As you are considering the pros and cons of CNC machining vs. 3D printing, you must weigh other factors, as well.

1. Complexity of Component

3D printing, because of its additive method of manufacturing, is often better for parts with complex geometries. It can only make components out of a single material, though, so making a part out of multiple materials would require using one 3D printer for each material.

2. Customization

3D printers are also better at creating more customized, unique products. Artists will often use them to make a piece of art, and medical industries like dentistry take advantage of this technology to create a unique item that suits a particular patient.

3. Turnaround Time

CNC is much faster than 3D printing, especially in larger-scale production. This is because it generally takes less time to create something by carving away from a larger material than it does to create something from nothing. Other factors make 3D printers slower: When working, they often have to slow down to get it right. And once 3D printers are finished making a product, the job’s still not done — you may have to wash or polish the component. The shape of the component can affect the speed of both manufacturing methods. The surface area of the component determines the speed at which CNC mills finish a product, whereas the total volume of the component is the key to how long 3D printing takes.

4. Accuracy

For CNC, you can increase the speed of production by sacrificing accuracy — which is good to take advantage of where time is short and you do not need a high level of precision, such as when testing prototypes. 3D printers, on the other hand, cannot increase their speed of production. The only way to do so is to buy a faster printer.

5. Flexibility

Although generally slower at producing a component, 3D printers are flexible and can quickly switch between jobs. So if you are making a small amount of several different items, 3D printing may be the better option.

6. Cost

The CNC vs. 3D printing cost often depends on the number of items you want. If you would like to make a large quantity of something, CNC is the better option because the per-unit cost decreases. For 3D printing, the per-unit cost is the same no matter how many you make, so it is usually more economical for small quantities. Even then, however, CNC machining can be more cost-effective with products involving metals. The price of CNC products increases as the product becomes more complex and requires a higher degree of precision. The price of 3D printed products remains the same, regardless of the complexity of the project.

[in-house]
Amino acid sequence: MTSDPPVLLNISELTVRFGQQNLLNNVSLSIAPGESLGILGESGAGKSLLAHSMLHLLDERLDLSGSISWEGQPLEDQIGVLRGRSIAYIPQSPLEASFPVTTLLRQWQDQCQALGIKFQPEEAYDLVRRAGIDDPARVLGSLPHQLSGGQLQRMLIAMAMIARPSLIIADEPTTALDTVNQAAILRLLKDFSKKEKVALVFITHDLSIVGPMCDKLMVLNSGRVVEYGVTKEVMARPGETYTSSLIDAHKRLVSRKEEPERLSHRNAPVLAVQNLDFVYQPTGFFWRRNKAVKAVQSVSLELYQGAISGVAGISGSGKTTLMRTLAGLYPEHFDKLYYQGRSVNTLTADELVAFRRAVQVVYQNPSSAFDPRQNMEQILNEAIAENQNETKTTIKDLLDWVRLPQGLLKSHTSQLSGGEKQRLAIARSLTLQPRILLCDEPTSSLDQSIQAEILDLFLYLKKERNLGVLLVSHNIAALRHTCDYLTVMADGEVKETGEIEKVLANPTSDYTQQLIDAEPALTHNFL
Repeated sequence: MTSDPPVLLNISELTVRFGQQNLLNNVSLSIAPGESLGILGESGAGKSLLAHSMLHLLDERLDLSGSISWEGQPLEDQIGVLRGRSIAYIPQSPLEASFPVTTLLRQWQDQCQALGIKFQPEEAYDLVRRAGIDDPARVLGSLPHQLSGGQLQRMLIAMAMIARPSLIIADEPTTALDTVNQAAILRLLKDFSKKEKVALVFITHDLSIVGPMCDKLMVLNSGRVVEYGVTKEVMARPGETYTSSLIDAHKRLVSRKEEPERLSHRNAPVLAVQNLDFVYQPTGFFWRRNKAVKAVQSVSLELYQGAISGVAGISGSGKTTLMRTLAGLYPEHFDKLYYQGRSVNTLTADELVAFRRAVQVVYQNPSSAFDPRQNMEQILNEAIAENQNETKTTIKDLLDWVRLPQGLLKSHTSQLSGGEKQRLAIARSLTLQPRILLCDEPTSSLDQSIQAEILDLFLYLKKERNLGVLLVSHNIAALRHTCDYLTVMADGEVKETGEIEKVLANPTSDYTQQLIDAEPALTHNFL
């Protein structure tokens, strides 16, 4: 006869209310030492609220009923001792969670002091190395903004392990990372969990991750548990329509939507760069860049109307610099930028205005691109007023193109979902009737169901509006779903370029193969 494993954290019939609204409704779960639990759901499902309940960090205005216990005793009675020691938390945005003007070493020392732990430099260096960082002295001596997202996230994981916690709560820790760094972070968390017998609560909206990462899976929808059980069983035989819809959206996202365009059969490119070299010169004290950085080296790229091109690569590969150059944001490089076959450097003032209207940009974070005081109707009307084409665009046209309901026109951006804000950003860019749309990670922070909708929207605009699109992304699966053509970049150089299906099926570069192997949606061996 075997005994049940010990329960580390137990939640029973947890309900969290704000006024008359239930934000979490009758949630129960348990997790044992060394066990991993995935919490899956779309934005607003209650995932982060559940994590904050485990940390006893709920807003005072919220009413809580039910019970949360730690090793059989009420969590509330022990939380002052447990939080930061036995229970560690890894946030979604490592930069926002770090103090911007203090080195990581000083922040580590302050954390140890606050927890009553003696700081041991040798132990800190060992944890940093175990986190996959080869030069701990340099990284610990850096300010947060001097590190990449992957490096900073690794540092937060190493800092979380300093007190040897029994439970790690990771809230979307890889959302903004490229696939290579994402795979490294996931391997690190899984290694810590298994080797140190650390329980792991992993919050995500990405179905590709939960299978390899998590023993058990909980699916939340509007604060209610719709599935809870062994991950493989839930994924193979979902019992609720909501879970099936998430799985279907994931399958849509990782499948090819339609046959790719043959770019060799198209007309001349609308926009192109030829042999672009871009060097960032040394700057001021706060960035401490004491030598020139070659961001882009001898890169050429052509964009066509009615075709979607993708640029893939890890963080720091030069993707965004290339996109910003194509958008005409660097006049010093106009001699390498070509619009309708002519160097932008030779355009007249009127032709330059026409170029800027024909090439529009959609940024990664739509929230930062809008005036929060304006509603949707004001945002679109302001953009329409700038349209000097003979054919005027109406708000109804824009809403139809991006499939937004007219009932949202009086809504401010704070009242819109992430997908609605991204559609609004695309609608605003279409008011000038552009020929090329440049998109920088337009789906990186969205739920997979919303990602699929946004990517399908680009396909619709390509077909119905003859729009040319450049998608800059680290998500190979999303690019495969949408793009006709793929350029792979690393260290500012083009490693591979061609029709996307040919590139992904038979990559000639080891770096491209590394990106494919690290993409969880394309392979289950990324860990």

7. Product Volume

CNC fits with mass production, so it can produce a much higher output at a time. A CNC machine can produce hundreds of parts in the time it takes a 3D printer to make just one.

8. Material of Component

CNC and 3D printers work with mostly different materials, so the materials you need will sometimes determine which technology you must use. CNC can work with a wider range of materials, including high-density metals, wood, wax and plastic. Because it can work with heavy metals, it is better suited for building components for engines, airplanes and other demanding environments that require parts to be particularly strong and heat-resistant. 3D printers work with fewer types of materials, such as specific plastics and resins, and these materials are usually not strong enough to serve as parts for engines or other machinery. 3D printers are better suited for creating products for personal use at home.

Benefits of CNC Machining Over 3D Printing

3D printing is a younger technology, and although advancements will undoubtedly occur in the future, it is still relatively limited in the materials and benefits it offers. Here are some of the advantages of CNC machining.

Benefits of CNC Machining Over 3D Printing

1. Cost

CNC machining is more cost-effective at most quantities. While the per-unit cost stays the same with 3D printers, it becomes cheaper with CNC machining.

2. Speed

If you need your product faster and a high level of quality isn’t necessary, CNC machines can work at faster speeds.

3. Variety

CNC can make a product with almost any material you desire — and in practically any size you’d like.

4. Strength

CNC machines can make parts strong enough for engines and airplanes.

5. Quality

They can make products of high quality and precision today’s 3D printers cannot match.

6. Consistency

Due to their high degree of precision, they will make your part the same way every time.

Request a Quote for Your Part

Although CNC and 3D printing do meet different demands, American Micro Industries believes, in the vast majority of cases, CNC is the cheaper, faster and higher-quality method for manufacturing your parts. Check out the wide variety of materials we have available, and request a CNC machining quote for your part today.